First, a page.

Behind quarterback Jalen Hurts and running back Damien Harris, Alabama found its ground game against Ole Miss. Alabama netted 334 rushing yards and 3 touchdowns.
Hurts rushed for 146 yards while averaging 8.1 yards per carry. He broke off a long run of 41 yards. Harris racked up 144 rushing yards and a score. Harris averaged 9 yards per carry with a long run of 67 yards. That’s the good from Alabama’s offense.
The passing game still has a ways to go. It didn’t help that wide receiver ArDarius Stewart left the game early with a knee sprain.
Hurts completed 19-of-31 passes for 158 yards. One play to Calvin Ridley produced 45 of those yards. Ridley led the receivers with 8 catches for 81 yards.
Alabama seems to have figured some things out in the running game. Now it’s on the passing game to take the next step so this offense can become complete.
By Alabama’s standards, that wasn’t the group’s best performance. Ole Miss quarterback Chad Kelly threw for 421 yards and 3 touchdowns while completing 63 percent of his passes.
Ole Miss had three receivers with 80 or more receiving yards. There were multiple busted coverages in the secondary.
“We didn’t play that bad on defense, but we made mental errors and gave up explosive plays,” Alabama coach Nick Saban said.
Alabama’s defense gave up busted plays. The good thing for this group is that they were able to produce two touchdowns to balance out some of the scoring Ole Miss was doing.
Alabama’s defense also got off the field on third down. Ole Miss converted just 5 of its 15 third-down attempts.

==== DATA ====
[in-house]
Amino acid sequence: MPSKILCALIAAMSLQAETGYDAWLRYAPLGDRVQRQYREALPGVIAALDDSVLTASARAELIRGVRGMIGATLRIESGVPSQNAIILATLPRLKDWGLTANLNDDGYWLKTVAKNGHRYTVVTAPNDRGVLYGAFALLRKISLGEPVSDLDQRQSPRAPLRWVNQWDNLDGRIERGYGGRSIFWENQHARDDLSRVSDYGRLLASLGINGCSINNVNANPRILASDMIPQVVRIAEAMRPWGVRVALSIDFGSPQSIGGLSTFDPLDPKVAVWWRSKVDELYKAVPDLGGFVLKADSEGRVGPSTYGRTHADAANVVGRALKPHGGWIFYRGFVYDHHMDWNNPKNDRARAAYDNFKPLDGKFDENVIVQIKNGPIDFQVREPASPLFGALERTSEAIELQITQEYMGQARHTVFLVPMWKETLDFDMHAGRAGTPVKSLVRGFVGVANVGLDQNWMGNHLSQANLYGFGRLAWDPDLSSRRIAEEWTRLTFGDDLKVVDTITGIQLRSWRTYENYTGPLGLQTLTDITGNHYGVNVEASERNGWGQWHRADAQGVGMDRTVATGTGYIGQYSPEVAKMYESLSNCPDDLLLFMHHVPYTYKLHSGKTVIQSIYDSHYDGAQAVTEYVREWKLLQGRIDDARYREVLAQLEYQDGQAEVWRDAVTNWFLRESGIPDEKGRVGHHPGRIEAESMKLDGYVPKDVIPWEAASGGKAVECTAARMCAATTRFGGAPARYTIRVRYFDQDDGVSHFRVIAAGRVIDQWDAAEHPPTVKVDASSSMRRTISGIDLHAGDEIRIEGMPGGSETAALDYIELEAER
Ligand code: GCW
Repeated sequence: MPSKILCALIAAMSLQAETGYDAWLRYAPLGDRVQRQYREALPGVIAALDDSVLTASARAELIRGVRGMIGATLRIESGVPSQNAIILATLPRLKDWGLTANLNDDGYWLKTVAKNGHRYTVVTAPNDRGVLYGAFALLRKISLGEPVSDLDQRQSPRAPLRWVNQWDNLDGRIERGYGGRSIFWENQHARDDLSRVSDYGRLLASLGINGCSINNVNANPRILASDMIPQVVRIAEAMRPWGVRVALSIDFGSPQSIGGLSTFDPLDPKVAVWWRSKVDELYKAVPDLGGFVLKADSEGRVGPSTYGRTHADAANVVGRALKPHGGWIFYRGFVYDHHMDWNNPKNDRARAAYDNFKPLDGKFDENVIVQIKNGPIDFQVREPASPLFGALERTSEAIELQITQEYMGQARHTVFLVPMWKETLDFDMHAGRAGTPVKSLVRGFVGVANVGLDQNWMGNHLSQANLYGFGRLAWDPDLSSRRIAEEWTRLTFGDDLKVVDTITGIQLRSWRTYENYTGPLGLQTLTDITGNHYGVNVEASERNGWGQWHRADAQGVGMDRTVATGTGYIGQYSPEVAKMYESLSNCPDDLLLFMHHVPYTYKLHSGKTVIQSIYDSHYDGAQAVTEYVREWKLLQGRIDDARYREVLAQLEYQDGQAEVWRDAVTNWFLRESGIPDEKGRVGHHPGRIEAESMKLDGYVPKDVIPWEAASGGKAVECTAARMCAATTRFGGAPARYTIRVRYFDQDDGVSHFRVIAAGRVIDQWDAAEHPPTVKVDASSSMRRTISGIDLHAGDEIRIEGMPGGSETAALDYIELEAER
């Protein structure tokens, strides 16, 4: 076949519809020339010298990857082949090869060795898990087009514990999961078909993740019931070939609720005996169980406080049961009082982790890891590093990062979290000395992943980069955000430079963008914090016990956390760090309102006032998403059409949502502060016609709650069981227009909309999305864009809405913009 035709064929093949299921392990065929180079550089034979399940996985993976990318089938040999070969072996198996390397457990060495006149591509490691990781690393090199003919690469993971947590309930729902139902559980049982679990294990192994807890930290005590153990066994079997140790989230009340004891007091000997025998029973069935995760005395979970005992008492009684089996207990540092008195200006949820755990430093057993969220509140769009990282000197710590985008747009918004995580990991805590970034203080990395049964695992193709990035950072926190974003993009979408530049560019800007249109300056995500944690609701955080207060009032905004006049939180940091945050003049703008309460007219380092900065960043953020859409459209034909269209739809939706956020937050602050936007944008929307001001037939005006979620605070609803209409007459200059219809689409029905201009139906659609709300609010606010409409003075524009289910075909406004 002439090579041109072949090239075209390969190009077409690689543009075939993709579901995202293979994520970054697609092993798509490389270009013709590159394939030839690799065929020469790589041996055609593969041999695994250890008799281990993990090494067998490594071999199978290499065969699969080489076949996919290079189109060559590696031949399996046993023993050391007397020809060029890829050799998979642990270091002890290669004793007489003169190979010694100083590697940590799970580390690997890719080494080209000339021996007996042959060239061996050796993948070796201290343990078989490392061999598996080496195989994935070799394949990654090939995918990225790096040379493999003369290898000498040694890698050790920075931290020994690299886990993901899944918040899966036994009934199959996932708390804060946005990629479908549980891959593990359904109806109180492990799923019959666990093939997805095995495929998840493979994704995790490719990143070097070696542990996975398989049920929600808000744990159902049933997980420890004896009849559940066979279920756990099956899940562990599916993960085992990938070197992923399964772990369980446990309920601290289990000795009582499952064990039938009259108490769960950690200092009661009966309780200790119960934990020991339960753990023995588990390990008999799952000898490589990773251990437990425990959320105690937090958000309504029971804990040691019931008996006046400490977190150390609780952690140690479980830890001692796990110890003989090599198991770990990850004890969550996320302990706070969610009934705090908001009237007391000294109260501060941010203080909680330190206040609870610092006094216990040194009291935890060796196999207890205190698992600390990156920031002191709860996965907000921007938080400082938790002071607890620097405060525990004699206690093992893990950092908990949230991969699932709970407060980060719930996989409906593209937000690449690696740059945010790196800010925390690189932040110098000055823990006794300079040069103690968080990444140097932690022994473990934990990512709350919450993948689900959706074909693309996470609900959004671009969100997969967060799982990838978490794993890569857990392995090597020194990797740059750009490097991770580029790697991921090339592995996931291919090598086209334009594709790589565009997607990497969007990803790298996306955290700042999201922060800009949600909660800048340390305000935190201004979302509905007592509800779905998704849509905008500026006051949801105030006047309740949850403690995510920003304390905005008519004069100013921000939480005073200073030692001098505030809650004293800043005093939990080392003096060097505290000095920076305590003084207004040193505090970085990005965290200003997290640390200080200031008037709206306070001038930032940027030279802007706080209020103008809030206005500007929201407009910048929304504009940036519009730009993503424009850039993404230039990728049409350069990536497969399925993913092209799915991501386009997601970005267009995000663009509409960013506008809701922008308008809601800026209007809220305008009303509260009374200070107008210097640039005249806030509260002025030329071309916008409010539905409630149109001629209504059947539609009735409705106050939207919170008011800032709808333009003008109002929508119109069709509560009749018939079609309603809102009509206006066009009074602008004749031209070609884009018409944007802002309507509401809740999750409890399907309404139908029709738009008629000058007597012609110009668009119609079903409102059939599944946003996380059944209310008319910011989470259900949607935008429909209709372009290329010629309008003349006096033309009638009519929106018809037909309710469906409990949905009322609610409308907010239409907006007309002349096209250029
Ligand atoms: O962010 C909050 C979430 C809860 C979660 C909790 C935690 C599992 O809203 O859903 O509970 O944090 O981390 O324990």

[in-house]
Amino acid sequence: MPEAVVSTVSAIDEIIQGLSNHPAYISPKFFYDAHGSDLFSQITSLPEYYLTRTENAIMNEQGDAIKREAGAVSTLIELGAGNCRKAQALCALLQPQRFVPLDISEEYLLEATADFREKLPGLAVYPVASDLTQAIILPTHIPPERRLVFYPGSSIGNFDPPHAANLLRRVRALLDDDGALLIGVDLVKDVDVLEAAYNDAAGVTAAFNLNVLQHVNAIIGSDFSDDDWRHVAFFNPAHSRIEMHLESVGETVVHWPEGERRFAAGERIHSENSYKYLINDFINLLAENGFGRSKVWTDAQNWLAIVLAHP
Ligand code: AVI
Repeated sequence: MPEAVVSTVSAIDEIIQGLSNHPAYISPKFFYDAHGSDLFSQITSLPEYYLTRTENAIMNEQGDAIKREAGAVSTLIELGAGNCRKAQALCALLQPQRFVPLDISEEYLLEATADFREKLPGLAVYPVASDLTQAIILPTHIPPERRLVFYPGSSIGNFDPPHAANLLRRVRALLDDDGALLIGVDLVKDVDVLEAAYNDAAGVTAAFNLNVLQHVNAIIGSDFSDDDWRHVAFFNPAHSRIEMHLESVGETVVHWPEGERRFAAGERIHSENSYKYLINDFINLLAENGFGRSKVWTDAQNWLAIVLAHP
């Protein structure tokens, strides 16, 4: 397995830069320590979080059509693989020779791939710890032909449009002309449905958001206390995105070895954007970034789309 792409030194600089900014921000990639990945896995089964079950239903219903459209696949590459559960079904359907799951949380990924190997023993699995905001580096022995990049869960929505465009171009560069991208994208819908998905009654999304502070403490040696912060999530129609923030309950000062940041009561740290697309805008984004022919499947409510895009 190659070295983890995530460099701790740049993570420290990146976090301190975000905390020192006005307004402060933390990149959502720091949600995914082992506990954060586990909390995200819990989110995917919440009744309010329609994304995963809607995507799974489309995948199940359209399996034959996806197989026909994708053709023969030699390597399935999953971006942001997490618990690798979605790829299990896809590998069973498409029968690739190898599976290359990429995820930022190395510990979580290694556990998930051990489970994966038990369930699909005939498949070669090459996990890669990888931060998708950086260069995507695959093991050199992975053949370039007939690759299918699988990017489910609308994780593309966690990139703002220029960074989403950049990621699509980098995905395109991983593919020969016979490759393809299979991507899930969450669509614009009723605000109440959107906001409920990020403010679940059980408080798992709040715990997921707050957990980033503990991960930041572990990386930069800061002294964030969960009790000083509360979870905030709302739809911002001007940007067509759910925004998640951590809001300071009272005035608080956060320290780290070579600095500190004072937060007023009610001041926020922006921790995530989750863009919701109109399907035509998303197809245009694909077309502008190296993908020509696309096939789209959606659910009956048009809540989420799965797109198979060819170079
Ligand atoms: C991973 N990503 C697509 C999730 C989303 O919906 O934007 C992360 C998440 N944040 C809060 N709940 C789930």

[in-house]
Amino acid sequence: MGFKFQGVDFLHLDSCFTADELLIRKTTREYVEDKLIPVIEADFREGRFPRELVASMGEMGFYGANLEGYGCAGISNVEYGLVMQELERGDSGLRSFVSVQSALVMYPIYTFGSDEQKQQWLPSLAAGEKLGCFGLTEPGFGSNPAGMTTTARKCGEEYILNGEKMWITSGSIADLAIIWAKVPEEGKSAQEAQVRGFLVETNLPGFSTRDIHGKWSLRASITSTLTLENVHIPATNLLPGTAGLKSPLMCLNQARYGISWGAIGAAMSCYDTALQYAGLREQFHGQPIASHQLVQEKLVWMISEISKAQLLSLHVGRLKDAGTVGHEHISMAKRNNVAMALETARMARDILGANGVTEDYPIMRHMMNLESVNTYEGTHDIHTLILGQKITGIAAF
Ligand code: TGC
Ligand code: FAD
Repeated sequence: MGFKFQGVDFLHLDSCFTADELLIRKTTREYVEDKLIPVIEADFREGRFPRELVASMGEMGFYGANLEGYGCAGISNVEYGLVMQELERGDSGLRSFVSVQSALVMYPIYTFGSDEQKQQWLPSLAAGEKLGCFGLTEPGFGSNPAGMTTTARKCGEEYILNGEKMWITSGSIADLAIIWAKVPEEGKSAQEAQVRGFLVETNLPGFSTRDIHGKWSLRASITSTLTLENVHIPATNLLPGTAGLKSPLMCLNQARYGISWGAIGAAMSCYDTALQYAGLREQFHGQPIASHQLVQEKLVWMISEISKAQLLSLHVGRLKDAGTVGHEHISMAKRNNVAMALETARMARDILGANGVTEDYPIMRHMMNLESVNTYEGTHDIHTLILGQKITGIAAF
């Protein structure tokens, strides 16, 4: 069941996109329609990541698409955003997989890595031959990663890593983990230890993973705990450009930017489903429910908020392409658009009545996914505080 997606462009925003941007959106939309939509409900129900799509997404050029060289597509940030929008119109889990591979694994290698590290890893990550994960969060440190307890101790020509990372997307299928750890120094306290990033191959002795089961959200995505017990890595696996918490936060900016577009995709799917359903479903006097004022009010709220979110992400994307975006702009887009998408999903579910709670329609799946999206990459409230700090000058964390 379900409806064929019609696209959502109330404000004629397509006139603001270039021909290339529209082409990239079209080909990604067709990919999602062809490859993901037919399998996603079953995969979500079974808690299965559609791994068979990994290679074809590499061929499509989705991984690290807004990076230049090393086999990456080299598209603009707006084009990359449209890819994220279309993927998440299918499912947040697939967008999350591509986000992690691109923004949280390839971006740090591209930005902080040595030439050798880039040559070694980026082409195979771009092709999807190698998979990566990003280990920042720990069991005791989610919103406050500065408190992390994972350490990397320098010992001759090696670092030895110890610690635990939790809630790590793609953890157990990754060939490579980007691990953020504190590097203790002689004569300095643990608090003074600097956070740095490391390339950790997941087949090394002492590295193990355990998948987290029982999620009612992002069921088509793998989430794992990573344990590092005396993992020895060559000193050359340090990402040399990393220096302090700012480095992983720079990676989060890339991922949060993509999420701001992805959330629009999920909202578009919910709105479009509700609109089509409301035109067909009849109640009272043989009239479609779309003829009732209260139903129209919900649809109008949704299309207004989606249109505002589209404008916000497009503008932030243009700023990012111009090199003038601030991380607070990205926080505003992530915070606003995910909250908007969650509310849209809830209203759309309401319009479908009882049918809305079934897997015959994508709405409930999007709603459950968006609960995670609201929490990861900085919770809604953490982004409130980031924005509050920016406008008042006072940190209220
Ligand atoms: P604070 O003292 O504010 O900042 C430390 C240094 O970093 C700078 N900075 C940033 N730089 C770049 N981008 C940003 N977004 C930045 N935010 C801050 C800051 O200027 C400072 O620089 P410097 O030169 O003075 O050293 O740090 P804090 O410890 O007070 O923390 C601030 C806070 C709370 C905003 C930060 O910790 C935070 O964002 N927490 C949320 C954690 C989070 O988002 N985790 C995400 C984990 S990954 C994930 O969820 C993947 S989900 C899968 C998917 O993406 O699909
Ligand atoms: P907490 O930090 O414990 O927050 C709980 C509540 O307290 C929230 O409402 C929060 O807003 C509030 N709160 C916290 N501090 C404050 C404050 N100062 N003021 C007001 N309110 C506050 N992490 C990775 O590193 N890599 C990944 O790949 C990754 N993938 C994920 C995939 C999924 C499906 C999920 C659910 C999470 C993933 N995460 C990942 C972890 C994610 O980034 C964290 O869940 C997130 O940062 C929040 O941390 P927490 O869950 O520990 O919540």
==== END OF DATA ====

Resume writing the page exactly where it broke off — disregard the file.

Alabama’s defense scored a strip-sack fumble return touchdown, and a 75-yard interception return for a touchdown.
The defense was exposed a little, but it helps when they can score points.
Special teams: A
One of the biggest plays of the game for Alabama came on special teams. On the first punt return of his career, Alabama safety found a crease and scored from 85 yards out to spark Alabama’s comeback. Jackson’s score brought the Crimson Tide within one touchdown at 24-17.
“It was a big momentum swing,” Jackson said. “We needed a big play, and I was able to make that. Guys got hype, and we knew we were still in the fight.”
Jackson’s big play was enough to boost the group’s grade despite an 8-yard punt from JK Scott and a missed field goal from kicker Adam Griffith.
Scott landed two of his punts inside the 20-yard line. He continued to help the offense and defense by flipping the field with his leg. Griffith connected on 2-of-3 field goals. His makes were from 32 and 30 yards.
The offensive play calling was questionable at best early on. Offensive coordinator Lane Kiffin forgot about the running game early. At one point in the first half, Hurts had thrown 20 passes while the running backs had combined for 9 carries. Kiffin eventually figured things out, and began to trust the running game.
Going forward, Alabama needs to lean more on Harris and the running game. Harris has showed he can produce in key moments if the offensive line gives him a little space.
Defensively, Alabama called a good game, but there were some busted assignments that led to big plays. That stuff should get cleaned up this week. Alabama likely won’t face an offensive that is as explosive as Ole Miss or a quarterback as good as Chad Kelly all (regular) season.
Saban summed this one up the best during his postgame news conference.
“Our players competed from the heart to get back in the game in the second quarter,” Saban said. “I’m proud of the way our players kept battling.”
There were some mistakes made, but the team fought back from a 21-point deficit and was able to hang on in a hostile environment. These are the type of wins that show teams they can get through anything if they keep plugging away. A for effort.